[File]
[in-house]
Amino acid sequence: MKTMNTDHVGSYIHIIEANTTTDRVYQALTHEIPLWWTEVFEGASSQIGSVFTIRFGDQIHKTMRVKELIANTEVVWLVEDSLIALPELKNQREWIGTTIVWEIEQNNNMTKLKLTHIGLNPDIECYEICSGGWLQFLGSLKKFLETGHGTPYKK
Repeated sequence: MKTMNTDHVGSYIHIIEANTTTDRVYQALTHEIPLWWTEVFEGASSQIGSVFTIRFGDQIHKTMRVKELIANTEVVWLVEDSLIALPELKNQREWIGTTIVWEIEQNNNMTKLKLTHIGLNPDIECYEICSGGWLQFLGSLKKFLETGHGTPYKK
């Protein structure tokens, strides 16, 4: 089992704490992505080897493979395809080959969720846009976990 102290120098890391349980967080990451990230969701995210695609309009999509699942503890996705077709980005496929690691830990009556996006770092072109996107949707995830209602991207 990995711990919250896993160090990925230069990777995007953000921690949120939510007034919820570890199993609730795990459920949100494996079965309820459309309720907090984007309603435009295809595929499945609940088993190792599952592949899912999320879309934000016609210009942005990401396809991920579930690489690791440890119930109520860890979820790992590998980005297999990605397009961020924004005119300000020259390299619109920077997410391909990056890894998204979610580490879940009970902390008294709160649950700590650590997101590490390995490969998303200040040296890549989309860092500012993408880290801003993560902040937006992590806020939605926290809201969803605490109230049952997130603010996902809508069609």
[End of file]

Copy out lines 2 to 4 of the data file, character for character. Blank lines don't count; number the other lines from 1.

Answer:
Amino acid sequence: MKTMNTDHVGSYIHIIEANTTTDRVYQALTHEIPLWWTEVFEGASSQIGSVFTIRFGDQIHKTMRVKELIANTEVVWLVEDSLIALPELKNQREWIGTTIVWEIEQNNNMTKLKLTHIGLNPDIECYEICSGGWLQFLGSLKKFLETGHGTPYKK
Repeated sequence: MKTMNTDHVGSYIHIIEANTTTDRVYQALTHEIPLWWTEVFEGASSQIGSVFTIRFGDQIHKTMRVKELIANTEVVWLVEDSLIALPELKNQREWIGTTIVWEIEQNNNMTKLKLTHIGLNPDIECYEICSGGWLQFLGSLKKFLETGHGTPYKK
């Protein structure tokens, strides 16, 4: 089992704490992505080897493979395809080959969720846009976990 102290120098890391349980967080990451990230969701995210695609309009999509699942503890996705077709980005496929690691830990009556996006770092072109996107949707995830209602991207 990995711990919250896993160090990925230069990777995007953000921690949120939510007034919820570890199993609730795990459920949100494996079965309820459309309720907090984007309603435009295809595929499945609940088993190792599952592949899912999320879309934000016609210009942005990401396809991920579930690489690791440890119930109520860890979820790992590998980005297999990605397009961020924004005119300000020259390299619109920077997410391909990056890894998204979610580490879940009970902390008294709160649950700590650590997101590490390995490969998303200040040296890549989309860092500012993408880290801003993560902040937006992590806020939605926290809201969803605490109230049952997130603010996902809508069609």